Other arguments in support of blinding author names included avoidance of interpersonal conflict and avoidance of political issues. A substantial number of respondents (103) indicated that it would be unnecessary to unblind (e.g. ‘The name of the individual is not as important as the quality of the article’ and ‘It would not matter to me’).

Arguments in favour of transparency or unblinding author names included professionalism, improved communication, accountability and fairness. Example comments included: ‘I just think we should be able to be open and honest’, ‘I would much rather know the identity of the author because then I can have a conversation with them as well as their ideas’, ‘If I knew an author was new to the field, I would include more mentoring suggestions’ and ‘Professionals should be able to talk to each other’.

Several reviewers suggested that it would be useful to know the author credentials without disclosing names (e.g. ‘They [reviewers] should know the degrees and current role of the writer to indicate they have the necessary expertise’). Another suggestion from several reviewers was that unblinding of authors could be optional, the choice of the author.

Author unblinding to reviewer names

When reviewers were asked to indicate agreement or disagreement with the statement ‘Authors should be informed of the identities of the reviewers of their manuscripts’, comments were more divided. The most common comments (171) related to unblinding being unnecessary (e.g. ‘I cannot see the benefit of this to the author or to the review process’). Concerns about bias again were raised, in the context of reviewers being unwilling to be honest if this were done (e.g. ‘If the author does not know the names of reviewers, it provides an opportunity for reviewers to be more forthcoming’ and ‘I worry that reviewers who are more junior risk incurring the ire of senior researchers if they criticize a manuscript’). Interpersonal issues, most commonly the possibility of resentment, confrontation or reprisal from angry authors, were fairly prominent in responses (‘Authors could harbour ill feelings against a reviewer’ and ‘Reviewers do not want the potential to be hassled by writers regarding their review decisions’). Some reviewers also indicated that they would be less likely to review (‘No quicker way to lose a reviewer than to lose her anonymity’).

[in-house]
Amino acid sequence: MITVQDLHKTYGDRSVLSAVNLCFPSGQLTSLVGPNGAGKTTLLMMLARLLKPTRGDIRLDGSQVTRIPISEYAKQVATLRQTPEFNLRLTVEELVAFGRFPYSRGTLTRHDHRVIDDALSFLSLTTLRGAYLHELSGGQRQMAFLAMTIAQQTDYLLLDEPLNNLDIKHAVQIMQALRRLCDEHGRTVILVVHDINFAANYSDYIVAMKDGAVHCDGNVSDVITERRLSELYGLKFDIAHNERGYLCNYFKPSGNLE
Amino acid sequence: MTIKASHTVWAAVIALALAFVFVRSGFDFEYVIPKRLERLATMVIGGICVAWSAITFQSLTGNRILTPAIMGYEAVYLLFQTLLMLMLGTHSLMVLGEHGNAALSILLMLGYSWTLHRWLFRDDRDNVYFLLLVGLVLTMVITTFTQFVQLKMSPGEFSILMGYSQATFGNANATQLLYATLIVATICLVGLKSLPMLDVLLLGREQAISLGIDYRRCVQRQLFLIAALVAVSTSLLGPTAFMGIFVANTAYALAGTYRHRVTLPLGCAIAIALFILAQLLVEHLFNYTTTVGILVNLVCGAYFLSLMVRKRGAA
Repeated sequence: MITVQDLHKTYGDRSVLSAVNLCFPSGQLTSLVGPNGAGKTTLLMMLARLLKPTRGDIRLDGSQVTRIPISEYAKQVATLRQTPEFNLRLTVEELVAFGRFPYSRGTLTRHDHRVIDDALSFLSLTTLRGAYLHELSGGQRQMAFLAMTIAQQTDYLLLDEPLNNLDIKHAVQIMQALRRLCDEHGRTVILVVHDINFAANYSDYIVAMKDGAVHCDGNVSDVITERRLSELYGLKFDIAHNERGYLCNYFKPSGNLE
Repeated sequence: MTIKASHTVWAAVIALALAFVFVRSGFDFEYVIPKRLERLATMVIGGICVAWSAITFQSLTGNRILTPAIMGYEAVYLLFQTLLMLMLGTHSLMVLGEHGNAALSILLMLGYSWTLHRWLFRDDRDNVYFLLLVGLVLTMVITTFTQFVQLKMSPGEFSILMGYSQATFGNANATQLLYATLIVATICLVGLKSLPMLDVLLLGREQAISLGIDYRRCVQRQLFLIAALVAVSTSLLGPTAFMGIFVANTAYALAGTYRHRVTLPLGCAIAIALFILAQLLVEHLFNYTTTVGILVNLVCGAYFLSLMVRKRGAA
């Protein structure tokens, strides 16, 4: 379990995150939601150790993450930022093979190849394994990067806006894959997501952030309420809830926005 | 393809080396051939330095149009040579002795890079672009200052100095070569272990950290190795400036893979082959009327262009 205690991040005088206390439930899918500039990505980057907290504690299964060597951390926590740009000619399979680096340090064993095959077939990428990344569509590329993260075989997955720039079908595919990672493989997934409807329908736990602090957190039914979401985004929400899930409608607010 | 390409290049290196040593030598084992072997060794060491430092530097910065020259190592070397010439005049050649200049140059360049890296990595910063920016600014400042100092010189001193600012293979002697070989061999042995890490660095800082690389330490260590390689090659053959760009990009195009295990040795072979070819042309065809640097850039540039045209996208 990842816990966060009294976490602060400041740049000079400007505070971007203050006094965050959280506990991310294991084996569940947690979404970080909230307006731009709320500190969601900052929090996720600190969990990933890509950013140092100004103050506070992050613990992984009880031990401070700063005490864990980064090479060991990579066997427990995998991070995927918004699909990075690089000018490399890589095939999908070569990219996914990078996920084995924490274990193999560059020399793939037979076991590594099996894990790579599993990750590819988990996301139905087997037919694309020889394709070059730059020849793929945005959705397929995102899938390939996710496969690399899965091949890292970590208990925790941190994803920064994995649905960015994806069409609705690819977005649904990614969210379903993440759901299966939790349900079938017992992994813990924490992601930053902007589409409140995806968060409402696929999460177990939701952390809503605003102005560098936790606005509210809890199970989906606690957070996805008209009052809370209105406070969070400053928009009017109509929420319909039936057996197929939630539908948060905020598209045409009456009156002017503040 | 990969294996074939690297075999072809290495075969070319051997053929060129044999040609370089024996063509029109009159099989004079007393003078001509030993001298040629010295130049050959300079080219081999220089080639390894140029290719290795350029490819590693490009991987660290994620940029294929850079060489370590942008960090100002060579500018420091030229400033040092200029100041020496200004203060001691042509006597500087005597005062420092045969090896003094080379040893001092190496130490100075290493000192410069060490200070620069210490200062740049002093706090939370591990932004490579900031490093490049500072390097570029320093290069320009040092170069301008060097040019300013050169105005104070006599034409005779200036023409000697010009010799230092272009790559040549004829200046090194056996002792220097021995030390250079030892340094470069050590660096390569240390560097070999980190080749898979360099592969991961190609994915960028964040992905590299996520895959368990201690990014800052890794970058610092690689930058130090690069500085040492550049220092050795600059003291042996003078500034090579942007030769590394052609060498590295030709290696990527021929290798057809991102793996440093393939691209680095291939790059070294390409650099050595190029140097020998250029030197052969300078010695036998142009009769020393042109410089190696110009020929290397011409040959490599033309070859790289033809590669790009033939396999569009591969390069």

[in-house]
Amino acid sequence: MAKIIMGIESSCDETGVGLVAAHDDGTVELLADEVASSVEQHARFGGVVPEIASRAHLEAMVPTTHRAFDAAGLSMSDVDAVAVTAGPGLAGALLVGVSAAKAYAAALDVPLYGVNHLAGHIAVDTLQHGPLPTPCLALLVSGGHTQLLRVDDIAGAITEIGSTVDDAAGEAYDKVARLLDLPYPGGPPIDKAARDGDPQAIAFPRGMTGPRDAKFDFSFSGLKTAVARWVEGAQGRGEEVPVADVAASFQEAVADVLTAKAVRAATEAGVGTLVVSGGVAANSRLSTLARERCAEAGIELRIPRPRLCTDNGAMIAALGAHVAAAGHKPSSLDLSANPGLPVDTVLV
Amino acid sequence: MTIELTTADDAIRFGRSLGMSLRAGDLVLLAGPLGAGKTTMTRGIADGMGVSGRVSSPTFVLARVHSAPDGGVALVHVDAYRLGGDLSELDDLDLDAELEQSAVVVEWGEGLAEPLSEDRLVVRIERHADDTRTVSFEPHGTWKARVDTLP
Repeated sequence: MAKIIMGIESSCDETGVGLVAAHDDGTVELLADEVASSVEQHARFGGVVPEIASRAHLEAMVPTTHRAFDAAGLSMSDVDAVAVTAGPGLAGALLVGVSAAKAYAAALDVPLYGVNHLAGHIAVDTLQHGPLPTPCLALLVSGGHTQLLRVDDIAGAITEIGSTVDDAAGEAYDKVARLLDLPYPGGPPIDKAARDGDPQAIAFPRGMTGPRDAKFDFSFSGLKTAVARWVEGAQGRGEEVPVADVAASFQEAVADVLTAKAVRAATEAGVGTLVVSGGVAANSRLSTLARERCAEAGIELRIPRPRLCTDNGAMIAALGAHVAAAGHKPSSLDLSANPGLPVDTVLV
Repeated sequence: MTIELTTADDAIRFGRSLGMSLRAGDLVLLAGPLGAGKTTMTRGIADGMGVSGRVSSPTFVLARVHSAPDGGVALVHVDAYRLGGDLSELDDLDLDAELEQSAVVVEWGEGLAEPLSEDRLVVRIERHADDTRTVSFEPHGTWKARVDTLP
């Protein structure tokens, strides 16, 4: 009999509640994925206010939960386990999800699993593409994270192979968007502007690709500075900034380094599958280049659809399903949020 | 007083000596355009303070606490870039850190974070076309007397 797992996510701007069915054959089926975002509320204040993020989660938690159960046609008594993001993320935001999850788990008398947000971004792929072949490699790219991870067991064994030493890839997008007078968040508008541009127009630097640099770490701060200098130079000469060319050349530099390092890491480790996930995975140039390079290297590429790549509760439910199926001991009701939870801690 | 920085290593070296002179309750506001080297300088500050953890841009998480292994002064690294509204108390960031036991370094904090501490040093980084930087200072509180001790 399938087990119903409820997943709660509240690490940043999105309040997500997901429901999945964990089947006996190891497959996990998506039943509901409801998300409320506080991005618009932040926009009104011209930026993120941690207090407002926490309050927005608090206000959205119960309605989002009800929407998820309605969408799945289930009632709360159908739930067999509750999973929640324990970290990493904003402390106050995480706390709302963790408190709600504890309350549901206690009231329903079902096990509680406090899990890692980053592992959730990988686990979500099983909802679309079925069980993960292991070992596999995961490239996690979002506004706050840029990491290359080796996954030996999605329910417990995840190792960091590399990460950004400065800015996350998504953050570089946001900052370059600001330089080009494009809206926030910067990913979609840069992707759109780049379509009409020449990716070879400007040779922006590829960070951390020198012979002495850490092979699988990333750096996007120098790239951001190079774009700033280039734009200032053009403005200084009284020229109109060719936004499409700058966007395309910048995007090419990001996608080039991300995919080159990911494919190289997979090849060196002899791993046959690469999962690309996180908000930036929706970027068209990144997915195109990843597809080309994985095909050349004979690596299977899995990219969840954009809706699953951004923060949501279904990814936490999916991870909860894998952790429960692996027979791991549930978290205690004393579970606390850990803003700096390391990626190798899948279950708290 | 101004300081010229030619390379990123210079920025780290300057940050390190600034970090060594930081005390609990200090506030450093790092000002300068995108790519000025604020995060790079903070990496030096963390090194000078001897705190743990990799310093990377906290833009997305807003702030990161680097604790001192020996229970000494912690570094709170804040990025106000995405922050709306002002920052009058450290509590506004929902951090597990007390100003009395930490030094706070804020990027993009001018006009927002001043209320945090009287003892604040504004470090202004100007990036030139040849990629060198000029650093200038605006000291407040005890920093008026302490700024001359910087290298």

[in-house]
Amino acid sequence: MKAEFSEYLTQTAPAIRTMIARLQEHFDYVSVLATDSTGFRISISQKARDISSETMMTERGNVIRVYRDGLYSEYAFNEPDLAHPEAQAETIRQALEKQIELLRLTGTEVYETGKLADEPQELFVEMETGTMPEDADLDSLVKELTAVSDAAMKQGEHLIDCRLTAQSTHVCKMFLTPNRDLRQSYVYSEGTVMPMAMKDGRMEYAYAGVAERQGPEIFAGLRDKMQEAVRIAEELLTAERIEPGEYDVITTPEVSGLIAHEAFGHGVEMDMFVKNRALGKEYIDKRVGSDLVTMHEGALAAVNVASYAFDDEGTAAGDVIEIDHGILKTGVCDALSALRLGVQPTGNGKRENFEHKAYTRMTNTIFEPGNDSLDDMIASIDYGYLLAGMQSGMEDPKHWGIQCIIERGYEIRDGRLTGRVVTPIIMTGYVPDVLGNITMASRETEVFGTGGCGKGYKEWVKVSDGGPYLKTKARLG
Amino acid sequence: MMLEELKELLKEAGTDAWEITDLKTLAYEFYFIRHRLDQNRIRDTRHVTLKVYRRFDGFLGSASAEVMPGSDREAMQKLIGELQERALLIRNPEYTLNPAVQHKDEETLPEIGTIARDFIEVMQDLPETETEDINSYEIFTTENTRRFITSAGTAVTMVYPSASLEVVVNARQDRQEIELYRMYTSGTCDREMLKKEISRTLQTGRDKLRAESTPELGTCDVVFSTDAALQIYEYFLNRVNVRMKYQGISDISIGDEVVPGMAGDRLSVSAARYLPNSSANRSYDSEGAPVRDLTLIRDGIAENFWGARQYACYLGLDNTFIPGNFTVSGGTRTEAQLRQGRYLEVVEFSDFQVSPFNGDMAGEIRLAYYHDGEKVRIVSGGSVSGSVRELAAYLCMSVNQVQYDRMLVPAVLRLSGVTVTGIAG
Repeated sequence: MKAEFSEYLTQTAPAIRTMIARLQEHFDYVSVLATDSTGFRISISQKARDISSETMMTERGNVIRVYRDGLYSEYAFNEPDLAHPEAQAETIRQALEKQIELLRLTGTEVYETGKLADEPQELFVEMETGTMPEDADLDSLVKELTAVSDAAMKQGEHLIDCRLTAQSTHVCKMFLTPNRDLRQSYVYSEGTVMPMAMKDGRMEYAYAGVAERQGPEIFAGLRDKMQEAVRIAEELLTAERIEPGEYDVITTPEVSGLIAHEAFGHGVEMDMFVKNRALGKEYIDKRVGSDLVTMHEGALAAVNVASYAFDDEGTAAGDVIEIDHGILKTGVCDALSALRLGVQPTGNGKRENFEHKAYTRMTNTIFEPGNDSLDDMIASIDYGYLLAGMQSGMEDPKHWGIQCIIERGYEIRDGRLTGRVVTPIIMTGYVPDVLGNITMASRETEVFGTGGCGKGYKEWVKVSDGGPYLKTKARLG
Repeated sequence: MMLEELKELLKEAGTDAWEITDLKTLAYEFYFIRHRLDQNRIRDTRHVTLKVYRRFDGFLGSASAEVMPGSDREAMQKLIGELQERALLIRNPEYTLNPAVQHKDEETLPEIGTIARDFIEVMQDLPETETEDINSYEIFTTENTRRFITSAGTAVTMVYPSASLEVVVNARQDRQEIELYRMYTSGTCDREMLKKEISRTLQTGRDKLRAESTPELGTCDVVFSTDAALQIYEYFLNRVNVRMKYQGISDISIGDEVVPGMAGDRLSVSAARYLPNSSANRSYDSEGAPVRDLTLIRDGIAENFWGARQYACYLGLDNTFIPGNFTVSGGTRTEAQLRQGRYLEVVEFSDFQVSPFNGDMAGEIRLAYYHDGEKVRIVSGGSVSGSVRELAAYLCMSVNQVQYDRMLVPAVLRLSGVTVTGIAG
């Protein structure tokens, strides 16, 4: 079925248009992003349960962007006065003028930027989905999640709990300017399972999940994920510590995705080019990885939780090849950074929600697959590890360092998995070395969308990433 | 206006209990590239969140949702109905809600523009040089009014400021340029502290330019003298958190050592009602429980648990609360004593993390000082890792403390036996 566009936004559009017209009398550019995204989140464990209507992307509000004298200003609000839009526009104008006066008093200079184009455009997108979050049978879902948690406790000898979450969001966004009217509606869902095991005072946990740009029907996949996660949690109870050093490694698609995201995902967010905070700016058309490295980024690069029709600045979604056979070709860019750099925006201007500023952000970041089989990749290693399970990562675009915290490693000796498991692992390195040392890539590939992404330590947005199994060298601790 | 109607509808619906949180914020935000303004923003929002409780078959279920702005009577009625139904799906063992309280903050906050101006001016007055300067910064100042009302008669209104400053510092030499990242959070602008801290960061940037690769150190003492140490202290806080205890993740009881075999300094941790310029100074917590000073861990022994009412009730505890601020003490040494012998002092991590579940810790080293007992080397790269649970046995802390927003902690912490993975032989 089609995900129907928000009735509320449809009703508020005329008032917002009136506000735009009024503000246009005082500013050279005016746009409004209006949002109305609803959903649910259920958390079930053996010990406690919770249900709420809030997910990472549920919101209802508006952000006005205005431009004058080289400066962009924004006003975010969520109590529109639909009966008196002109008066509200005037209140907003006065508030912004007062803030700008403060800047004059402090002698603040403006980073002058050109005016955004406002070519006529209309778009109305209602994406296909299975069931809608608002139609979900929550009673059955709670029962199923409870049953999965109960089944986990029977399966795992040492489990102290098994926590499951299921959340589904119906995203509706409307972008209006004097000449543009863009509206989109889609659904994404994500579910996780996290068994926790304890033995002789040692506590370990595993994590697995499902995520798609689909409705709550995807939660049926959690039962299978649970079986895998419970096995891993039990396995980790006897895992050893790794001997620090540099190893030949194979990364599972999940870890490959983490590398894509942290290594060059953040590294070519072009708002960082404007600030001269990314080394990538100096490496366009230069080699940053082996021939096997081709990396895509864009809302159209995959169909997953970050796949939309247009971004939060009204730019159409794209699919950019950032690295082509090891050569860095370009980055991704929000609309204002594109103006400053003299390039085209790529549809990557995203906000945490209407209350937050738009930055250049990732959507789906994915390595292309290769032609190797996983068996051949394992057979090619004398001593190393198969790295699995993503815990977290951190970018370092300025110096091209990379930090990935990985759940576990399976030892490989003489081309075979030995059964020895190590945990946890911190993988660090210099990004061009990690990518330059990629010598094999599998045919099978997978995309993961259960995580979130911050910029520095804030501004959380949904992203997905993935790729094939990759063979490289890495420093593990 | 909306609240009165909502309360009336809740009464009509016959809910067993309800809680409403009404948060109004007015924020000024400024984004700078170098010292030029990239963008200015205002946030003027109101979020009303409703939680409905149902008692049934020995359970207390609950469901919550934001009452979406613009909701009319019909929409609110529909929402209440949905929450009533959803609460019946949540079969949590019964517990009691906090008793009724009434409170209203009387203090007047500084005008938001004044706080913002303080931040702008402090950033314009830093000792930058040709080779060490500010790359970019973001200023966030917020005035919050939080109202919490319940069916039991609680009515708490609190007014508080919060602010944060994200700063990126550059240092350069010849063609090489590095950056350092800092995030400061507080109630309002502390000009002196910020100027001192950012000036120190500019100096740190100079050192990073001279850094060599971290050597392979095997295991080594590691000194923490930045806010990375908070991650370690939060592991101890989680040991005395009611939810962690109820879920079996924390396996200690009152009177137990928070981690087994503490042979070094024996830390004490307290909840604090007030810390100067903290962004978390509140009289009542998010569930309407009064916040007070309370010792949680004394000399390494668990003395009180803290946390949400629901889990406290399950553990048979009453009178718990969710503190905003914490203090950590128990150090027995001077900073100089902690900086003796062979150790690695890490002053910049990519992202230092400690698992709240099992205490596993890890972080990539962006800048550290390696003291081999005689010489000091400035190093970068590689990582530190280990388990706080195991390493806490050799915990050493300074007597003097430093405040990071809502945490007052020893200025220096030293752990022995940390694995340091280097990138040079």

Arguments in favour of unblinding reviewer identity included fairness, better communication and professionalism. Sample comments included: This will help give some accountability to the reviewers to respect the author’, ‘It may be helpful for the reviewer and author to talk…if there are questions about the feedback’ and ‘It [unblinding] seems to require the reviewer to take more accountability for what one says in a review’. As in unblinding of author names, the suggestion was made to provide credentials only or to make the decision not to be anonymous a choice of the reviewer.

Advantages and disadvantages of openly posted or public reviews

Respondents were asked, ‘Some journals publish the reviews of manuscripts on a website when an article is published. Would you agree to have your reviews posted or made accessible to the public?’. Only 14·7% (= 234/1588) were willing to have a review posted with their name attached to it, although 47·4% (= 752) would be willing to have a review posted anonymously.

Advantages